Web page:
Octopus Agave or agave vilmoriniana is another long-lived succulent of the agave plant varieties. Here you have an evergreen succulent that grows for at least 10 years before producing the flower spike that ends its life. While its leaves look like the legs of an octopus, the flower is a golden yellow hue that clusters along a 20 foot tall spike. The flowers attract hummingbirds and other nectar-loving creatures.

Rancho Tambor Agave, botanical name agave titanota, also called Chalk Agave is a small agave plant. Growing up to two feet in height, the plant and its ghost-white leaves produce a solitary rosette. As with all agave genus plants, the rosette is perched on a stalk shooting out of the thorny-sided leaves that curl up into themselves. Blossoms on the Rancho Tambor Agave are yellow and occur only once. Then the monocarpic plant dies, which typically happens in six to eight years.

The Royal Agave or agave victoria-reginae aka, the Queen Victoria Century Plant, comes to maturity 10 years before flowering. The flowers are creamy white clustering flowers growing on the traditional agave spike, this one reaching 15 feet in height.

Other common types of agave plants that typically bloom once and then die include:

  • Ferocious Giant Agave or agave salmiana ferox
  • Mountain Agave, botanical name agave Montana
  • Small Flower Agave, botanical name agave parviflora
  • Smooth Agave or agave desmettiana
  • Squid Agave or agave bracteosa or spider agave
  • Thorncrest Century Plant or agave lophantha
  • Thread Agave or agave filifera
  • Twin-Flowered Agave or agavegeminiflora

How Long Do Agave Plants Bloom?

The agave can take years to bloom, and then once it does the magical blossoming, the plants will soon start to die. But how long do agave plants bloom before this happens? That depends on a number of factors, including root rot and infestations, as well as living conditions. You could have blooms on an agave plant for up to a month before the plant starts to smell funky. The leaves will start to rot and turn yellow. By then, the flower petals will either have fallen off the plant or the flowers will begin to dry and mummify while on the stalk.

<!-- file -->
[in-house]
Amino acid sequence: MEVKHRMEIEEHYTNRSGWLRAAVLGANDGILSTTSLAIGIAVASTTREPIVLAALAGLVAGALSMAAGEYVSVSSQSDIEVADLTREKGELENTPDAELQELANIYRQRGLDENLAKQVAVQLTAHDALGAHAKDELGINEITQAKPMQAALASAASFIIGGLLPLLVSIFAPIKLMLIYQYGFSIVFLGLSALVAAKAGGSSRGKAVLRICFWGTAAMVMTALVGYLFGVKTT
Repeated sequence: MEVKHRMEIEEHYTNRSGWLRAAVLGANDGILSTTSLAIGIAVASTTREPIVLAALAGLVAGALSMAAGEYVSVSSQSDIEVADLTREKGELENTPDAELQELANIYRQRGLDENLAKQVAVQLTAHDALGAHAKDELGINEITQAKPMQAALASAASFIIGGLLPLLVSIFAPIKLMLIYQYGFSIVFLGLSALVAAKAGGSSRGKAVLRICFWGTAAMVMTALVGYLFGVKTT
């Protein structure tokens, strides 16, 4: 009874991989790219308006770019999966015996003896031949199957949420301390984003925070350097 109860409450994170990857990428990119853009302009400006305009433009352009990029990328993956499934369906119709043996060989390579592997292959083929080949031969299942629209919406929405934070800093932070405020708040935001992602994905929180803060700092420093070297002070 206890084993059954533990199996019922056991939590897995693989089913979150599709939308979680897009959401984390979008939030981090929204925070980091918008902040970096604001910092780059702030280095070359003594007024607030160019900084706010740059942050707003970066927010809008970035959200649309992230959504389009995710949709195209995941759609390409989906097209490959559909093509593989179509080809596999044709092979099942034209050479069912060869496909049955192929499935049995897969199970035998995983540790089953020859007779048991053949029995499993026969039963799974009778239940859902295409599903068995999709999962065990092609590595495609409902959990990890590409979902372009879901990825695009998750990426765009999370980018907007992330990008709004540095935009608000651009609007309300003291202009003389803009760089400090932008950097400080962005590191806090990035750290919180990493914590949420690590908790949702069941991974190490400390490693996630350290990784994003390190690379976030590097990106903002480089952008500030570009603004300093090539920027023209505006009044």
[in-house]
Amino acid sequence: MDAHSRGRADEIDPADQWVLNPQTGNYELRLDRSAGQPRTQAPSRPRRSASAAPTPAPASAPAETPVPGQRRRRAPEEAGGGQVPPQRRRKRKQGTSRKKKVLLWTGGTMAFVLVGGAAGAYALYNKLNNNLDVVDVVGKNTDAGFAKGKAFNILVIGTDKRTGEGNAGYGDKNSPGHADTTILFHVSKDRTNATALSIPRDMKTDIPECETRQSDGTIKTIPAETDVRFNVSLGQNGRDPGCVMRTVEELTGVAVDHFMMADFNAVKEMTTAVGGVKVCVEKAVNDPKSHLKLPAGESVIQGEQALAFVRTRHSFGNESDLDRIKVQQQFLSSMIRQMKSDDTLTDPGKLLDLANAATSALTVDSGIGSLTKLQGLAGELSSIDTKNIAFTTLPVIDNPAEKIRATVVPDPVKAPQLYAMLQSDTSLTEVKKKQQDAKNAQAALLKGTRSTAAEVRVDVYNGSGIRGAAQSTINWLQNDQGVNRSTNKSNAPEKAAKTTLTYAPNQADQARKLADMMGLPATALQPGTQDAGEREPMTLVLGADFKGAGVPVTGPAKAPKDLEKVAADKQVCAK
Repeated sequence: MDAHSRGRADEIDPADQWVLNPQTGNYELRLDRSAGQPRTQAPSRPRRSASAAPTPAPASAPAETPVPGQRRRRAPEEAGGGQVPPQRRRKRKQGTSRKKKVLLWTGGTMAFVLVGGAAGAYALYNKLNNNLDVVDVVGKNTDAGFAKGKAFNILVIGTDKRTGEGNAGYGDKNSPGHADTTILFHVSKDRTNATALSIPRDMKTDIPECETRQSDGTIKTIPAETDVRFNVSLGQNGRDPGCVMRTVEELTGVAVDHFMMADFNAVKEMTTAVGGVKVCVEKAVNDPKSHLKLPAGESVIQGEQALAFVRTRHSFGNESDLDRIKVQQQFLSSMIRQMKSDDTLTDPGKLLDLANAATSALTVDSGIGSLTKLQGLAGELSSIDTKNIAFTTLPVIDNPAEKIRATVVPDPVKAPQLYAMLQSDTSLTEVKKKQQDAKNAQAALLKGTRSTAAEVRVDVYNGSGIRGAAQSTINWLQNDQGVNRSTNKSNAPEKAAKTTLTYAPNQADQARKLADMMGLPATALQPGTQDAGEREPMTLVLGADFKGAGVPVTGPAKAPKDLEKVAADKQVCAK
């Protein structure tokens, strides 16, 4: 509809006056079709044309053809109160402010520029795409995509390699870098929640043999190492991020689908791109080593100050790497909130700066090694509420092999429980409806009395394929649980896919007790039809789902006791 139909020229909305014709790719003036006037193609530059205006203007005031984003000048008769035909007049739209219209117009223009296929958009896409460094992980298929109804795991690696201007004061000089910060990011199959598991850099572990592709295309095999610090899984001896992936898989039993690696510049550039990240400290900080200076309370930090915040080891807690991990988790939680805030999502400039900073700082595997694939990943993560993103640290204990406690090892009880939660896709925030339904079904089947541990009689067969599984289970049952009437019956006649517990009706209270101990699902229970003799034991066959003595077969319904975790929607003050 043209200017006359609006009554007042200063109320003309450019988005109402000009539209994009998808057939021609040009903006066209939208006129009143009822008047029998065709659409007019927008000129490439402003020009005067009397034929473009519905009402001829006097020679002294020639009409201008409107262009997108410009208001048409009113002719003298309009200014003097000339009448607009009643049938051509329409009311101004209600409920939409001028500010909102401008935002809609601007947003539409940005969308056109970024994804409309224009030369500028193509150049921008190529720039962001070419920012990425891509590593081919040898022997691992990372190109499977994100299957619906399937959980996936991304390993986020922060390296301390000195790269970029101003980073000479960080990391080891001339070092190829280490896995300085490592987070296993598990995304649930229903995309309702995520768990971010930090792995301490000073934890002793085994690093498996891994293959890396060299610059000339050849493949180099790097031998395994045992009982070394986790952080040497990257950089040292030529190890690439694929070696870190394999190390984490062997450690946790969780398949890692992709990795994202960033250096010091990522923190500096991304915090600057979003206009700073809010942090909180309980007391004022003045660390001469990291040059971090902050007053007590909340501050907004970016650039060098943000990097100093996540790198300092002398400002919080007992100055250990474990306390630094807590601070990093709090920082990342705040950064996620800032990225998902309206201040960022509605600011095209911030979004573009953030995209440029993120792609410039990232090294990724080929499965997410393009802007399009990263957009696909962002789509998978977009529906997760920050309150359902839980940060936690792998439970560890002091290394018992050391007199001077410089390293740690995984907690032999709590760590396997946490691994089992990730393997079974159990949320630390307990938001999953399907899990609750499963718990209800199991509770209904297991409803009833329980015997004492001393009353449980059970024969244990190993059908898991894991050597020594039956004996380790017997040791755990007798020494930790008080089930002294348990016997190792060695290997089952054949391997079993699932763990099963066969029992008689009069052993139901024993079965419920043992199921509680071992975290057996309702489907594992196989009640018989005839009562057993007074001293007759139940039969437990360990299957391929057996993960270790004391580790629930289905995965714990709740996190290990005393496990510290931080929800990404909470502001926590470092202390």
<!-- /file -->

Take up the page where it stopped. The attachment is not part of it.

How Long Does it Take an Agave Plant to Bloom?

The varying time for how long it takes an agave plant to bloom depends on several conditions. The size of the plant, how often the agave plant gets watered, and whether the plant is grown indoors or outside will determine how long it will take for the agave plant to show its flowering stalk and tiny buds.

Generally, this process will only happen in the summer season, which is once a year. That is for the smaller agave plants grown indoors in pots, which can come to flower in one year. A larger, outdoor agave plant will grow the longest, and that is the time frame for how long it takes for the agave plant to bloom. For the Queen Victoria Century Plant, for example, you are looking at anywhere from 10 to 100 years before you get a flowering stalk.

Does Agave Die After Flowering or Blooming?

The verdict is in—agave plants generally bloom once and then die. The Agave genus of plant species, in general, only gives us one flower on a stalk and then the flowering plant dies.


My name is Dan and I am the owner of this blog. I have been tending to the garden ever since my parents moved to a home with a large garden when I was a teenager. Gardening takes time and patience. Let me show you the way to a beautiful backyard.